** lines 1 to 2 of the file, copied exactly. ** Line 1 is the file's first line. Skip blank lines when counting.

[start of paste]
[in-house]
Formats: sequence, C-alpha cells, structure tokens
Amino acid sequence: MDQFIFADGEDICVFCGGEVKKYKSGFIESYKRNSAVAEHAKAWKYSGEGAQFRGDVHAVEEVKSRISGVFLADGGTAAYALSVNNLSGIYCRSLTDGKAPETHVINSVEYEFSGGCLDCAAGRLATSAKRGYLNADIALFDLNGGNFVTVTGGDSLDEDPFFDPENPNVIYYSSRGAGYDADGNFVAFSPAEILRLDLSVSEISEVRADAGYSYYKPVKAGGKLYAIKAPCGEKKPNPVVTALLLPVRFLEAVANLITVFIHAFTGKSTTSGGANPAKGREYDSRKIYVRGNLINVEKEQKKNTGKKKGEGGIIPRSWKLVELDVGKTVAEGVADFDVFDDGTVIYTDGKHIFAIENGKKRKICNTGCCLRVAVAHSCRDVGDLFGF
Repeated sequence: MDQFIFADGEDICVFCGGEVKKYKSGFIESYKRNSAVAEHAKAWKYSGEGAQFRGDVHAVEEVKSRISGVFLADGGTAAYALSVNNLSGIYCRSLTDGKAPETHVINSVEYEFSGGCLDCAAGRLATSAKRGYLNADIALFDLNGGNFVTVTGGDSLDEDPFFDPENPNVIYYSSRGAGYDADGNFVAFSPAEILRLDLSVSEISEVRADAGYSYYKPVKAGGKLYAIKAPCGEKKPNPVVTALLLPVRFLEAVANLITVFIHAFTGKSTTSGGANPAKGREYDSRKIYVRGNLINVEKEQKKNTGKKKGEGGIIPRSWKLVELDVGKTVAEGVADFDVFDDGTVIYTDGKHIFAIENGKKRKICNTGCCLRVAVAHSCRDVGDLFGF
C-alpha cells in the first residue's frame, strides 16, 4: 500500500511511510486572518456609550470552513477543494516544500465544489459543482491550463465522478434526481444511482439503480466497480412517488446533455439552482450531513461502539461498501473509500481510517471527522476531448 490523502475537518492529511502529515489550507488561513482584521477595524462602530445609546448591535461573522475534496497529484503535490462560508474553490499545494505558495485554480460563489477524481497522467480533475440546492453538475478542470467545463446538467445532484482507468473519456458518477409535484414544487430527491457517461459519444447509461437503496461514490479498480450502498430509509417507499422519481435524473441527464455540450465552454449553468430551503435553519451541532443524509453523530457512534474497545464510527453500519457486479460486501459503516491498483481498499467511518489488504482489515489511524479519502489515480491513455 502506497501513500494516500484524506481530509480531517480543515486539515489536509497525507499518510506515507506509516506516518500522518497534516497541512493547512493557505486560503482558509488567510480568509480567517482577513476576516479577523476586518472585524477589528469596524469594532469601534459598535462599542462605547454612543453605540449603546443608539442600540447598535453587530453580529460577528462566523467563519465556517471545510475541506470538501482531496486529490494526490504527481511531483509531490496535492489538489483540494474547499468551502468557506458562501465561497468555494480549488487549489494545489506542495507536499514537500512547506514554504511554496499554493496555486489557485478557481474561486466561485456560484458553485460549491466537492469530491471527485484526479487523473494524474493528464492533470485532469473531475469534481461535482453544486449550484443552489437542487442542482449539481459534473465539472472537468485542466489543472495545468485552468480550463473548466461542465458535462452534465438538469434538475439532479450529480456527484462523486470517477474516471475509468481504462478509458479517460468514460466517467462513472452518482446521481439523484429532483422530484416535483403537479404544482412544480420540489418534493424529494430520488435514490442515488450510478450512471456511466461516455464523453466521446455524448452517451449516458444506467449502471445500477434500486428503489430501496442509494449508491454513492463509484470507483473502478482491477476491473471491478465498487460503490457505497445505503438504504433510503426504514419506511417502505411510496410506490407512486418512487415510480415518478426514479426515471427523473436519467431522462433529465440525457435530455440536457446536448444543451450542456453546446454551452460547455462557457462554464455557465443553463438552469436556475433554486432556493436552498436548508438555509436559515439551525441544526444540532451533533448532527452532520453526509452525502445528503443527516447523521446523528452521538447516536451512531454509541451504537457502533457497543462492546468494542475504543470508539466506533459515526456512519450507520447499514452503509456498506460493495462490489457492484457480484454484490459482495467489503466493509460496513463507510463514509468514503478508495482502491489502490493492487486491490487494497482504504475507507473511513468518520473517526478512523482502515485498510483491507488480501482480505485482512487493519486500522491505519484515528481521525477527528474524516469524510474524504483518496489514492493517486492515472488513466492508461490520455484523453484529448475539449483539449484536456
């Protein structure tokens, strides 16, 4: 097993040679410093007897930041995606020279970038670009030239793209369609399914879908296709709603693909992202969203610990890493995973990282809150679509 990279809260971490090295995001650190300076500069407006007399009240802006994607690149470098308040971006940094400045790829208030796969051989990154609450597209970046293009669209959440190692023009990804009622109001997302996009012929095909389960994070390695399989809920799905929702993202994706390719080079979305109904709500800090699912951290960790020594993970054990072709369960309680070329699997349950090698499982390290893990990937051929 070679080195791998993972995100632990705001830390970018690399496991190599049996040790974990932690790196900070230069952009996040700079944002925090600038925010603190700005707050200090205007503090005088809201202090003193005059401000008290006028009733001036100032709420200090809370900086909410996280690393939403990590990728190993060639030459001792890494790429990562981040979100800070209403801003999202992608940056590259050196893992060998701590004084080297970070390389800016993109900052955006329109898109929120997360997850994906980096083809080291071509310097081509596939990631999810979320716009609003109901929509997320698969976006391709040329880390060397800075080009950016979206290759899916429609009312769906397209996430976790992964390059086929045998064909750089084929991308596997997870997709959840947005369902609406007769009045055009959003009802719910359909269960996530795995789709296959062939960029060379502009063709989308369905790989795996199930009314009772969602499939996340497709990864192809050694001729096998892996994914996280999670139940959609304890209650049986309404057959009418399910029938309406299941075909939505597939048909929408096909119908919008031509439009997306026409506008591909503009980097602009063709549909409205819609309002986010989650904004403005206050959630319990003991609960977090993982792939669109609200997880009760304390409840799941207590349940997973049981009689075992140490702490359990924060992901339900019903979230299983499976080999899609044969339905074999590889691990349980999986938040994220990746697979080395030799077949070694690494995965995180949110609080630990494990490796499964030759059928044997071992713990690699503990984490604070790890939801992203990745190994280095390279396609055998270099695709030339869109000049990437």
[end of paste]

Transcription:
[in-house]
Formats: sequence, C-alpha cells, structure tokens